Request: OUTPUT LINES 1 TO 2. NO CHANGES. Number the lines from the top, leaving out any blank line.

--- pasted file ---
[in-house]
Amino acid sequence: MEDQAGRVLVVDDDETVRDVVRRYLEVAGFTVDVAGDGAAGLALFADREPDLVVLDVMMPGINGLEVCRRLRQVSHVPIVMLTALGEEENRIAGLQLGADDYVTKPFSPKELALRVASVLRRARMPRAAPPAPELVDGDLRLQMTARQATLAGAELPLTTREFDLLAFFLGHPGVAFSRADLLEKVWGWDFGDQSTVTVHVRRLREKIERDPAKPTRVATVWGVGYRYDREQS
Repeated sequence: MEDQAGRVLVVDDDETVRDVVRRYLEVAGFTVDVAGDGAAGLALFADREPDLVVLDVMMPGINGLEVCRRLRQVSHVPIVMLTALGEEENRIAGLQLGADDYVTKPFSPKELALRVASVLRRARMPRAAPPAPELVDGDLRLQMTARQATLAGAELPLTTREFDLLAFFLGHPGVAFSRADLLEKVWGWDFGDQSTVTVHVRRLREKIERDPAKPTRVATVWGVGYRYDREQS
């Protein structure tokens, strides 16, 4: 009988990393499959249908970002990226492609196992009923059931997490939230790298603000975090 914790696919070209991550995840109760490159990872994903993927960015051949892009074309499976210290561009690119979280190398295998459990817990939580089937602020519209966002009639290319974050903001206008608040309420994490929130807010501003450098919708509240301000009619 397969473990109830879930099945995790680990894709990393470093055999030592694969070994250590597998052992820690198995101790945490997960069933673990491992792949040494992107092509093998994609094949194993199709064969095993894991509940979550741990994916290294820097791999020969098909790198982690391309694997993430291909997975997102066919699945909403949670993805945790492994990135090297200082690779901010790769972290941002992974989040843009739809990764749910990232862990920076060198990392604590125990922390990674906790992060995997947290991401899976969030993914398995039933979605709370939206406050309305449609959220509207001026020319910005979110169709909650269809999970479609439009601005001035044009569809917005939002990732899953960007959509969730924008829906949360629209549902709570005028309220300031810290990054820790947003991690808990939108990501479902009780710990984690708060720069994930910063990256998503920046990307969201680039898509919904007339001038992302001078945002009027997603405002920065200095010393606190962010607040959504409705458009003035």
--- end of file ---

[in-house]
Amino acid sequence: MEDQAGRVLVVDDDETVRDVVRRYLEVAGFTVDVAGDGAAGLALFADREPDLVVLDVMMPGINGLEVCRRLRQVSHVPIVMLTALGEEENRIAGLQLGADDYVTKPFSPKELALRVASVLRRARMPRAAPPAPELVDGDLRLQMTARQATLAGAELPLTTREFDLLAFFLGHPGVAFSRADLLEKVWGWDFGDQSTVTVHVRRLREKIERDPAKPTRVATVWGVGYRYDREQS